In the first case, we have the Emmys. The US television trophies have announced that their categories will remain the same, but that it will give candidates the option not to be alluded to because of their gender. “Now, the nominees and winners of each dramatic category entitled ‘Actor’ or ‘Actress’ will be able to request that the term ‘interpreter’ appear on their certificate or statuette,” says their statement.

The Hollywood Reporter , source of the news, points out that the message from the Academy of Film and Television is confusing. In addition, the measure is a merely cosmetic act that eludes the crux of the matter: the right of actresses to compete on the same ground as their male colleagues, and that of non-binary gender people not to be pigeonholed into categories with the same that are not identified.

An example of the latter is given by the BAFTAs, who faced this situation in their 2017 edition. It was then that Mae Martin, a non-binary gender interpreter (uses the pronouns “ella” and “elle”), thanked him. the British Academy its nomination for Feel Good… adding the postscript “gender is a construct”.

Martin’s gesture did not go beyond being an individual claim, but it was added to already existing protests about the lack of inclusivity in the BAFTAs … and also about the tendency of these awards to forget about actresses once they are over 40 In May this year, a study showed that the median age of award nominees has dropped from 52 to 32 years in the past two decades.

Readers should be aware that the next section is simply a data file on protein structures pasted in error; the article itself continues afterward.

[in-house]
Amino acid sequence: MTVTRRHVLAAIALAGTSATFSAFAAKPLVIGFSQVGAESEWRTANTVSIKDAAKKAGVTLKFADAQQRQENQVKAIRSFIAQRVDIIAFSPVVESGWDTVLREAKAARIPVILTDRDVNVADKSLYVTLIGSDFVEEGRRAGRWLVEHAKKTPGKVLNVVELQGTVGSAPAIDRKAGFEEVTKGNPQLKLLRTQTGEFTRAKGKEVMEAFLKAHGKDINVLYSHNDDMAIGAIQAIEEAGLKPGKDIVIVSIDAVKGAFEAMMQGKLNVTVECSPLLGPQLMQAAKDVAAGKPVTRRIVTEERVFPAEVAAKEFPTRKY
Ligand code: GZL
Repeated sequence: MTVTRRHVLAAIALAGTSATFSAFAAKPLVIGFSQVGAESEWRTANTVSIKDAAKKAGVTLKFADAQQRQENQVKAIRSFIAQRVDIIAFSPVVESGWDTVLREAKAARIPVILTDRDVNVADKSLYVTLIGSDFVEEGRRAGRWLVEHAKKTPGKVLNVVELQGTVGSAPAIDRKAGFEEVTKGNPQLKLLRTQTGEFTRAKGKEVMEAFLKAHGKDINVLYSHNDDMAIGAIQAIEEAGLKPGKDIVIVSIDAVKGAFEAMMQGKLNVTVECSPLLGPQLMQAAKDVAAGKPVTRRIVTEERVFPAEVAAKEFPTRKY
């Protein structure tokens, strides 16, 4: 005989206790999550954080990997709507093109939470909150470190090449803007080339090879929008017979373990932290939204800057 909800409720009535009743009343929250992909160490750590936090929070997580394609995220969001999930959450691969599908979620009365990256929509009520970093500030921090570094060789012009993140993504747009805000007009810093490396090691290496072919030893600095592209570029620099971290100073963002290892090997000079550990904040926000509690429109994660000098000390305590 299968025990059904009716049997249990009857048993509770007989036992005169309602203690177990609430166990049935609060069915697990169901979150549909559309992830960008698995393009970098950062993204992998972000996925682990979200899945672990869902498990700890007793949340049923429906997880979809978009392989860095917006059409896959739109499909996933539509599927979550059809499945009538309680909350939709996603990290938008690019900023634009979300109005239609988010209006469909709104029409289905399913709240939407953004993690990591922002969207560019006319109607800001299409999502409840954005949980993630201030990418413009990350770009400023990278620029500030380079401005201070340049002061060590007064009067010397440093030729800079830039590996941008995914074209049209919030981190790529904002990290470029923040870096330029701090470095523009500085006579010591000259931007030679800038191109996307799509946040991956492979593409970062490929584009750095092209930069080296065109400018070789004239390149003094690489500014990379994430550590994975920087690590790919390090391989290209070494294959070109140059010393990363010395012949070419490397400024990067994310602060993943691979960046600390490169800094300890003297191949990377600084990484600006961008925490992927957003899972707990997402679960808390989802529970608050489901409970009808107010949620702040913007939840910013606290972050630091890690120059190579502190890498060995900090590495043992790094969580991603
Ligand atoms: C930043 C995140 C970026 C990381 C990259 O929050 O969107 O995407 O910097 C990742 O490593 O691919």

But what about the Oscars?
As we have seen, the elimination of categories by gender is not only due to reasonable aspirations, but also highlights endemic flaws in the film industry. And, while the awards that we have already mentioned face the question, or avoid it, there are others that do not even consider it.

So far, trophies like the Oscars, the Goya or the César French have not spoken to respect. Which can mean so much that they prefer to ignore the signs of the times or that they embrace that beautiful saying that says “there is no greater contempt than not appreciating”.

However, if this current is prolonged in time, even the biggest behemoths in the industry will be forced to react to it. And when they are at it, they could ponder other issues as well, such as the difficulty for women and non-binary people to qualify for awards as directors or in technical categories. After all, once the first step is taken, the others become easier.